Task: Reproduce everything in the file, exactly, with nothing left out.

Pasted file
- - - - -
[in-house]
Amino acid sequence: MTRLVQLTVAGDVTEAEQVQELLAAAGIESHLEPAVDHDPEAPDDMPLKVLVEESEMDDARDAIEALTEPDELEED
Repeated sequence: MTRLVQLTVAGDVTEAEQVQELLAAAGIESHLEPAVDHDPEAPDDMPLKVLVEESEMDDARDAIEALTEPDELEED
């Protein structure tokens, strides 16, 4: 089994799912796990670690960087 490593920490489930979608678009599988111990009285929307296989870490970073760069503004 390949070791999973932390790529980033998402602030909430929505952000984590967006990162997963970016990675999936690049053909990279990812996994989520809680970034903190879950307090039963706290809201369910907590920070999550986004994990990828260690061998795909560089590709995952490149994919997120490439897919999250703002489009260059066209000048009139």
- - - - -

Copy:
[in-house]
Amino acid sequence: MTRLVQLTVAGDVTEAEQVQELLAAAGIESHLEPAVDHDPEAPDDMPLKVLVEESEMDDARDAIEALTEPDELEED
Repeated sequence: MTRLVQLTVAGDVTEAEQVQELLAAAGIESHLEPAVDHDPEAPDDMPLKVLVEESEMDDARDAIEALTEPDELEED
């Protein structure tokens, strides 16, 4: 089994799912796990670690960087 490593920490489930979608678009599988111990009285929307296989870490970073760069503004 390949070791999973932390790529980033998402602030909430929505952000984590967006990162997963970016990675999936690049053909990279990812996994989520809680970034903190879950307090039963706290809201369910907590920070999550986004994990990828260690061998795909560089590709995952490149994919997120490439897919999250703002489009260059066209000048009139």